Euxoa maimes (Smith, 1903)

93-3484

Identification

Adults

Euxoa maimes is a small Euxoa (FW length 13–16 mm) with a dark gray-brown and ochre-tan forewing with light gray veins lining the cell, pale-filled spots, and a two-toned off-white hindwing that flies in dry forests during the summer. The forewing is relatively short and narrow with a truncated outer margin. It is gray-brown. The costa is dull ochre-tan striped with light gray veins and darker brown. A dull yellow streak is present in the fold and the subterminal area is streaky yellow tan and darker gray-brown. The radial and cubital veins and their proximal branches are pale gray. The terminal area is brown-gray. The antemedial line is brown and black, irregular and angled strongly toward the outer margin below the cubital vein, often bulging far lateral between 1A+2A and the posterior margin. The median line is absent. The postmedial line is gray followed by ochre-tan, weakly scalloped, relatively faint, pulled far basad on the costa, bluntly excurved around the end of the cell, and angled 45° toward the base below the level of the cell. The pale ochre subterminal line is powdery, often broken into spots, slightly irregular. It is preceded by a blackish gray shade on the costa and multiple black wedges opposite the cell and in the fold. The terminal line is dark gray, linear or broken into spots. The fringe is gray with a thin tan base. The orbicular and reniform spots are black with a thin lining of light whitish gray, filled centrally with gray. The orbicular spot is round or a tilted oval and the reniform spot is kidney-shaped. The claviform spot is black, moderate-sized and narrow. The hindwing is pale yellowish gray with a fairly well-defined gray marginal band, darker in females, with two-toned gray and white fringe. The head and most of the thorax are dark gray-brown. The base of the collar is brown, separated from the darker edge by a thin black line. A frontal tubercle is present. The male antenna is moderately biserrate. Euxoa maimes is placed in the subgenus Orosagrotis.

This species and Euxoa ridingsiana, a more common and widespread species in our region, can be recognized by their relatively small size, late summer flight, gray-brown forewing with streaky dull ochre costa, pale veins bordering the dark cell, dull ochre fold in the median area, and pale-rimmed forewing spots. These species are difficult to distinguish. According to Lafontaine (1987), E. maimes tends to be smaller and more narrow-winged than E. ridingsiana (FW length 13–16 mm), the antenna of E. maimes is narrowly biserrate and that of E. ridingsiana is wider, and relative percentages of individuals with gray and red-brown color of the thoraxes differs between species. That of E. maimes is dark gray in 90% of specimens while that of E. ridingsiana is dark gray in 50%. Biological differences between them are also known. Euxoa maimes tends to occur in drier grassland habitats and emerges about a week later than E. ridingsiana in areas where the two species are found together. Euxoa ridingsiana tends to occur in forests rather than in grasslands.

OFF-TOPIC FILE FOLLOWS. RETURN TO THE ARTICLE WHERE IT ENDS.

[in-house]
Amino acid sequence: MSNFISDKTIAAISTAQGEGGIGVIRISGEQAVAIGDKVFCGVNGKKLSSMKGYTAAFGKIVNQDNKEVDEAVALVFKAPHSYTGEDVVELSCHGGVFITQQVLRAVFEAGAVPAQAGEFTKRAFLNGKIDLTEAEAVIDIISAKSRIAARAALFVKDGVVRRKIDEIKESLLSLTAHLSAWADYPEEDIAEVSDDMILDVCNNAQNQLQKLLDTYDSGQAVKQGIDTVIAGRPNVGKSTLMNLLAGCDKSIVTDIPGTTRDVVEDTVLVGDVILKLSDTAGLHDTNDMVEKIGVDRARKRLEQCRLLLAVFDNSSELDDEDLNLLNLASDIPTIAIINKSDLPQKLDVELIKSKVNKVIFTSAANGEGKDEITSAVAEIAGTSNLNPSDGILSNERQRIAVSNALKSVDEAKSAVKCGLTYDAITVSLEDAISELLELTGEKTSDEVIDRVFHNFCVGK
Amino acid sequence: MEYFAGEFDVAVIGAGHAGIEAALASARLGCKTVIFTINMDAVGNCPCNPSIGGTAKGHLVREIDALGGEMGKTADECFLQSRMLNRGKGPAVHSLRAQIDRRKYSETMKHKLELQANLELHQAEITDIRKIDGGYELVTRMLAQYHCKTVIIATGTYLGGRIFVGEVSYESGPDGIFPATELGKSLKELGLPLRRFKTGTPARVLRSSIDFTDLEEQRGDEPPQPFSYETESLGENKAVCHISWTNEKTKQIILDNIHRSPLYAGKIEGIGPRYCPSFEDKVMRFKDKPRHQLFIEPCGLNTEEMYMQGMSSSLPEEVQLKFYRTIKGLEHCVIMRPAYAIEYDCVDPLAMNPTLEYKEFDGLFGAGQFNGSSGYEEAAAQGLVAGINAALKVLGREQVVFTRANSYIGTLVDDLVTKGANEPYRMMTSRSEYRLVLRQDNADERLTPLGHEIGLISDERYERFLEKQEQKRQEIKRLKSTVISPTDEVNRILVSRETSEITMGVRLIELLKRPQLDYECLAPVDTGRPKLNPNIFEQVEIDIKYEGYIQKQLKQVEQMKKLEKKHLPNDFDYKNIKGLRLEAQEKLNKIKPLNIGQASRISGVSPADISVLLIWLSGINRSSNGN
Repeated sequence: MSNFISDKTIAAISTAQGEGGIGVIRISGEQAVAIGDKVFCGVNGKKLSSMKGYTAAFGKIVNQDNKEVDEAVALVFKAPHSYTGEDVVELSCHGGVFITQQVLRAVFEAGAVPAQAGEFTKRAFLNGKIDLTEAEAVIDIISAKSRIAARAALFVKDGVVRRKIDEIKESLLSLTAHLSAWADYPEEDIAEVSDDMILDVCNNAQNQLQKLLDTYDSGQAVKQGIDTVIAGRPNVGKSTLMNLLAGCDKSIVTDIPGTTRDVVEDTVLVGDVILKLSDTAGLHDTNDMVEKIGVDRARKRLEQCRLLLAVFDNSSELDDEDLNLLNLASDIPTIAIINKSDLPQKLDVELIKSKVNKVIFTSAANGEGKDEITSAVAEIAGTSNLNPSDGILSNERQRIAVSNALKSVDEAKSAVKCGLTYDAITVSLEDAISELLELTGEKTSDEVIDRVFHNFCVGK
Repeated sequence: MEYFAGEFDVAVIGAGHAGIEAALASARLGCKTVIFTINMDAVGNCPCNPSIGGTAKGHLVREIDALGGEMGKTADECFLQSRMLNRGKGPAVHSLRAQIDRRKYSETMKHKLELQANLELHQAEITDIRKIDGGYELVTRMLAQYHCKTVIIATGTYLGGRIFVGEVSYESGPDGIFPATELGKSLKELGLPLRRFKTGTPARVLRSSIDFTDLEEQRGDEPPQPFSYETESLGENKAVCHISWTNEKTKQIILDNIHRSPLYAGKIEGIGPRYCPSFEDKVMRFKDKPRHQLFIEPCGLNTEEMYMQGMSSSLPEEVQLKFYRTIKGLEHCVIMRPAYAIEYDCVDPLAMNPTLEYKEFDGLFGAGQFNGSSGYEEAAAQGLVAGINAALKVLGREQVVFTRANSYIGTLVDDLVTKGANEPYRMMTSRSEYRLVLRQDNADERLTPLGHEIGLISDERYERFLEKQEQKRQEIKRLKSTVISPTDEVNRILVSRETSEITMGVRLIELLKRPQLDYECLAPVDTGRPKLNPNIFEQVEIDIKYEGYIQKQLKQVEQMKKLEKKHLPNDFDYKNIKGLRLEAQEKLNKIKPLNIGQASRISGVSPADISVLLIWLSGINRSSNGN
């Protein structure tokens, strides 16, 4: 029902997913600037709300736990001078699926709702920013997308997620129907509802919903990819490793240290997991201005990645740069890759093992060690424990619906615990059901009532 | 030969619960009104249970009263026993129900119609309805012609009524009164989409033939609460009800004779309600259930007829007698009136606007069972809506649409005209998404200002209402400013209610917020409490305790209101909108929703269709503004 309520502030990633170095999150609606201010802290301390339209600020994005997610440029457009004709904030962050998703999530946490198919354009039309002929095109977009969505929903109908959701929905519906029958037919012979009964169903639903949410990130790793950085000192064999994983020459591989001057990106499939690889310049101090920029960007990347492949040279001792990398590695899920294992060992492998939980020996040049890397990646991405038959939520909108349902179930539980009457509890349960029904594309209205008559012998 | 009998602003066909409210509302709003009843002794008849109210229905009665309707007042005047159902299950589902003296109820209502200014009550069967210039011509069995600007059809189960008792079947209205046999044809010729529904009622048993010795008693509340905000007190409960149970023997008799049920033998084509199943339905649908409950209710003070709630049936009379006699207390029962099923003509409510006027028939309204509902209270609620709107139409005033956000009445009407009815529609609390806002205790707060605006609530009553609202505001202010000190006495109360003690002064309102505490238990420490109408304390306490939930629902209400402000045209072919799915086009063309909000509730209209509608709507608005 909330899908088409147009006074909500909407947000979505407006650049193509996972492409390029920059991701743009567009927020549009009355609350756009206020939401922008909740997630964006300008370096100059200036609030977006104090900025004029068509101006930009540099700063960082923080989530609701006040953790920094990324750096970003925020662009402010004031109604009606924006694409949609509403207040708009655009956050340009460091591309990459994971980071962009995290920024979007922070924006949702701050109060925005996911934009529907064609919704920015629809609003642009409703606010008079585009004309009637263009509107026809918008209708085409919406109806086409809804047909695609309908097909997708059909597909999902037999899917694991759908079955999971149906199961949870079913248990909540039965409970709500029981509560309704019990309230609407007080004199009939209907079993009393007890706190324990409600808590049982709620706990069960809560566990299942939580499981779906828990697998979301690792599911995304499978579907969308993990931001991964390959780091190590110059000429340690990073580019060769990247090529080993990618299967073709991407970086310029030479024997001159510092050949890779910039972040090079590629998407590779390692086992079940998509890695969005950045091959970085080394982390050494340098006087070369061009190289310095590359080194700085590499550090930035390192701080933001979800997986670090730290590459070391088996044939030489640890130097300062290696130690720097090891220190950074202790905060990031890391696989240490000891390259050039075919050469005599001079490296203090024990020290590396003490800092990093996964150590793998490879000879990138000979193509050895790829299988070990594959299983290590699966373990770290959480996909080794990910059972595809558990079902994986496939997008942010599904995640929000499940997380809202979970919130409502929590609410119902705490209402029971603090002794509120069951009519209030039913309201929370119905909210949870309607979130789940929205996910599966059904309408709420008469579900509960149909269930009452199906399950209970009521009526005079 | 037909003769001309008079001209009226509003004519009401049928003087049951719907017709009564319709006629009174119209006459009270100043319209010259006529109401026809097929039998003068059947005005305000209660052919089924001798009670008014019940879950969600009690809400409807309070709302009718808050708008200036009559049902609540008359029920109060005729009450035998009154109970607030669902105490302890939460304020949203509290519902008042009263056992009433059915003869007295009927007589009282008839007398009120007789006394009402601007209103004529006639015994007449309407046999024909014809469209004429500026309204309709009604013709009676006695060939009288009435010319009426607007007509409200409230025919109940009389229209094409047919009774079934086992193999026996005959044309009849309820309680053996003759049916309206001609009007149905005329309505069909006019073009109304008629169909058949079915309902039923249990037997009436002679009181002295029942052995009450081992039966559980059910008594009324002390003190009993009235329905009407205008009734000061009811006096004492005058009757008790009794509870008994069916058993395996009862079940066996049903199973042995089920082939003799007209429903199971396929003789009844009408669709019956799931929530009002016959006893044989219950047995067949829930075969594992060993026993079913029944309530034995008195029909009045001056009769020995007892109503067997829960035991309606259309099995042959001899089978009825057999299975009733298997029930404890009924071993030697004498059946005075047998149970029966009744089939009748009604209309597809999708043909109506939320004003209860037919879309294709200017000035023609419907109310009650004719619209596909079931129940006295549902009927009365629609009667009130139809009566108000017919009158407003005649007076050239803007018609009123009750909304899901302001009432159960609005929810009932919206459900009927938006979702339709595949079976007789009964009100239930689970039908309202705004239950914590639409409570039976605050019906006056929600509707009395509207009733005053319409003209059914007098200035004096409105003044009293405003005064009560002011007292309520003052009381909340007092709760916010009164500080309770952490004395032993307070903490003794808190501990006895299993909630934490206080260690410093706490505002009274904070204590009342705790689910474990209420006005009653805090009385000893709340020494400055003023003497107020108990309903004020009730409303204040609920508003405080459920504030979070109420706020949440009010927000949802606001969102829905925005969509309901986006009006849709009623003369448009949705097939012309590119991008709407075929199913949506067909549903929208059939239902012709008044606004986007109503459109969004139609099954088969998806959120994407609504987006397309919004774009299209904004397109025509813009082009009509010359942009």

Euxoa is a very large genus with many similar species, many of which are also quite variable. The genus is defined by a saccular extension of the valves in males and sclerotized plates on the dorsal and ventral ductus bursae in females. The genus was revised by Lafontaine (1987) in the Moths of North America series and is divided into eight subgenera based on structural characters. These moths are amongst the most difficult to identify. Even though the forewing color and strength of various markings can vary significantly in some of the species, the shape of the lines and spots and the color of the hindwings (often different in the sexes) are more constant. The habitat and flight period are also important in helping to narrow the possibilities.

Habitat

This species is endemic to dry short-grass prairie on the northern Great Plains. The habitat in the Pacific Northwest is not known to us at this time (2011).

Distribution

Pacific Northwest

Lafontaine (1987) states that this species is known from southern Yukon Territory to south-central British Columbia in the Pacific Northwest. Records are shown for southeastern and south-central British Columbia on the Moth Photographers Group website.

Global

Euxoa maimes is predominantly a species of the Great Plains where it has been found from Yukon and Northwest Territories to North Dakota and Montana. A disjunct population occurs in the Four Corners states in the southern Rocky Mountain and Intermountain regions.

Life History

Larvae

No information is presently available regarding larval foodplants of this species, but it is probably a soil-surface feeding cutworm that feeds on herbaceous vegetation.

Adults

This species flies from early August to early September across its range (Lafontaine 1987). It is nocturnal and comes to lights.

Economic Importance

None.

Literature

Lafontaine (1987)

Moth Photographers Group